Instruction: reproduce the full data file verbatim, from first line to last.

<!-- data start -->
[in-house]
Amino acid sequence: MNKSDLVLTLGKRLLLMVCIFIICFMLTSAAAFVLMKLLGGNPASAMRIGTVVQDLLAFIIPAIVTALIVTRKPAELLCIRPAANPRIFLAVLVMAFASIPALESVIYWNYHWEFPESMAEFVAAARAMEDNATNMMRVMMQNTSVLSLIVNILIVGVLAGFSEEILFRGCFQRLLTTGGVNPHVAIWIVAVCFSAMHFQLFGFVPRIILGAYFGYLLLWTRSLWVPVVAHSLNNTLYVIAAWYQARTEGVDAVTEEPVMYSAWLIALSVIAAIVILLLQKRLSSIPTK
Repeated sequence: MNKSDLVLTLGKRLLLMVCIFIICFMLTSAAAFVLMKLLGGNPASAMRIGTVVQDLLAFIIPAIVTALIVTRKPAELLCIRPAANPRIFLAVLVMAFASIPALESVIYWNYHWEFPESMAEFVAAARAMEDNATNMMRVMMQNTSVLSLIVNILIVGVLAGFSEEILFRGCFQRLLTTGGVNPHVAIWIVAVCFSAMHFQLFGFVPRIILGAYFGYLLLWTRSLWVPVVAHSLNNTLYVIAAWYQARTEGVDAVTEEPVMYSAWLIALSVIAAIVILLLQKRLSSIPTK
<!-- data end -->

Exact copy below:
[in-house]
Amino acid sequence: MNKSDLVLTLGKRLLLMVCIFIICFMLTSAAAFVLMKLLGGNPASAMRIGTVVQDLLAFIIPAIVTALIVTRKPAELLCIRPAANPRIFLAVLVMAFASIPALESVIYWNYHWEFPESMAEFVAAARAMEDNATNMMRVMMQNTSVLSLIVNILIVGVLAGFSEEILFRGCFQRLLTTGGVNPHVAIWIVAVCFSAMHFQLFGFVPRIILGAYFGYLLLWTRSLWVPVVAHSLNNTLYVIAAWYQARTEGVDAVTEEPVMYSAWLIALSVIAAIVILLLQKRLSSIPTK
Repeated sequence: MNKSDLVLTLGKRLLLMVCIFIICFMLTSAAAFVLMKLLGGNPASAMRIGTVVQDLLAFIIPAIVTALIVTRKPAELLCIRPAANPRIFLAVLVMAFASIPALESVIYWNYHWEFPESMAEFVAAARAMEDNATNMMRVMMQNTSVLSLIVNILIVGVLAGFSEEILFRGCFQRLLTTGGVNPHVAIWIVAVCFSAMHFQLFGFVPRIILGAYFGYLLLWTRSLWVPVVAHSLNNTLYVIAAWYQARTEGVDAVTEEPVMYSAWLIALSVIAAIVILLLQKRLSSIPTK